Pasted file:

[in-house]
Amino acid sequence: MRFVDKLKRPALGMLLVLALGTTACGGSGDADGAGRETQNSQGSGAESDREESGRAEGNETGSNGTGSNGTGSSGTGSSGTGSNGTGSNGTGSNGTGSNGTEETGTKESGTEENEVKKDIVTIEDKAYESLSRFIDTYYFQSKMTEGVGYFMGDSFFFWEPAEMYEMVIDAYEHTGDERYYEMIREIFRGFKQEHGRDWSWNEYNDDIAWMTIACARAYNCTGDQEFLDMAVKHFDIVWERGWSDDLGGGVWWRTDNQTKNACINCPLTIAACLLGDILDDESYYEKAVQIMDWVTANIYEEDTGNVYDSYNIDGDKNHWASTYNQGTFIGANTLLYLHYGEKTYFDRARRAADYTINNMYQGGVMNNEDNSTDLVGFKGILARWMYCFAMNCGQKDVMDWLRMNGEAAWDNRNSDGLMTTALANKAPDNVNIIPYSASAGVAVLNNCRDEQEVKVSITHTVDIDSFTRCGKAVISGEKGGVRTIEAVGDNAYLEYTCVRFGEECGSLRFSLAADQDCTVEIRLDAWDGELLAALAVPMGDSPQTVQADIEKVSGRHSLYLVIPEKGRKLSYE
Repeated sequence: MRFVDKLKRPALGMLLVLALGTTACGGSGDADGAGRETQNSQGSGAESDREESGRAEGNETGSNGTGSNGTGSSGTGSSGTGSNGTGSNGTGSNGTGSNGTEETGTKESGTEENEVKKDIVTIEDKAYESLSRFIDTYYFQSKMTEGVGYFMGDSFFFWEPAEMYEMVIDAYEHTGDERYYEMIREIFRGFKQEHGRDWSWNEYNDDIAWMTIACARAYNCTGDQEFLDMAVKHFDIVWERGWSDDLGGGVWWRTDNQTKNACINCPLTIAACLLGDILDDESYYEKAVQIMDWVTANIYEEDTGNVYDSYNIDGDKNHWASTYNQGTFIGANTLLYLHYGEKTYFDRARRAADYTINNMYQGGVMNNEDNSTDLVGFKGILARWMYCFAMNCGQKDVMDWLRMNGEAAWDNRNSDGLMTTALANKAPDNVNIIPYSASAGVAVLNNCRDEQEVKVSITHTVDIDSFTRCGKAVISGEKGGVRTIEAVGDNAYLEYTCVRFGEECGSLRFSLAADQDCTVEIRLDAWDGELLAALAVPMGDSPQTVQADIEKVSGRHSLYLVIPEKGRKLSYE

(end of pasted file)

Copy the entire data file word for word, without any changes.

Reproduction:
[in-house]
Amino acid sequence: MRFVDKLKRPALGMLLVLALGTTACGGSGDADGAGRETQNSQGSGAESDREESGRAEGNETGSNGTGSNGTGSSGTGSSGTGSNGTGSNGTGSNGTGSNGTEETGTKESGTEENEVKKDIVTIEDKAYESLSRFIDTYYFQSKMTEGVGYFMGDSFFFWEPAEMYEMVIDAYEHTGDERYYEMIREIFRGFKQEHGRDWSWNEYNDDIAWMTIACARAYNCTGDQEFLDMAVKHFDIVWERGWSDDLGGGVWWRTDNQTKNACINCPLTIAACLLGDILDDESYYEKAVQIMDWVTANIYEEDTGNVYDSYNIDGDKNHWASTYNQGTFIGANTLLYLHYGEKTYFDRARRAADYTINNMYQGGVMNNEDNSTDLVGFKGILARWMYCFAMNCGQKDVMDWLRMNGEAAWDNRNSDGLMTTALANKAPDNVNIIPYSASAGVAVLNNCRDEQEVKVSITHTVDIDSFTRCGKAVISGEKGGVRTIEAVGDNAYLEYTCVRFGEECGSLRFSLAADQDCTVEIRLDAWDGELLAALAVPMGDSPQTVQADIEKVSGRHSLYLVIPEKGRKLSYE
Repeated sequence: MRFVDKLKRPALGMLLVLALGTTACGGSGDADGAGRETQNSQGSGAESDREESGRAEGNETGSNGTGSNGTGSSGTGSSGTGSNGTGSNGTGSNGTGSNGTEETGTKESGTEENEVKKDIVTIEDKAYESLSRFIDTYYFQSKMTEGVGYFMGDSFFFWEPAEMYEMVIDAYEHTGDERYYEMIREIFRGFKQEHGRDWSWNEYNDDIAWMTIACARAYNCTGDQEFLDMAVKHFDIVWERGWSDDLGGGVWWRTDNQTKNACINCPLTIAACLLGDILDDESYYEKAVQIMDWVTANIYEEDTGNVYDSYNIDGDKNHWASTYNQGTFIGANTLLYLHYGEKTYFDRARRAADYTINNMYQGGVMNNEDNSTDLVGFKGILARWMYCFAMNCGQKDVMDWLRMNGEAAWDNRNSDGLMTTALANKAPDNVNIIPYSASAGVAVLNNCRDEQEVKVSITHTVDIDSFTRCGKAVISGEKGGVRTIEAVGDNAYLEYTCVRFGEECGSLRFSLAADQDCTVEIRLDAWDGELLAALAVPMGDSPQTVQADIEKVSGRHSLYLVIPEKGRKLSYE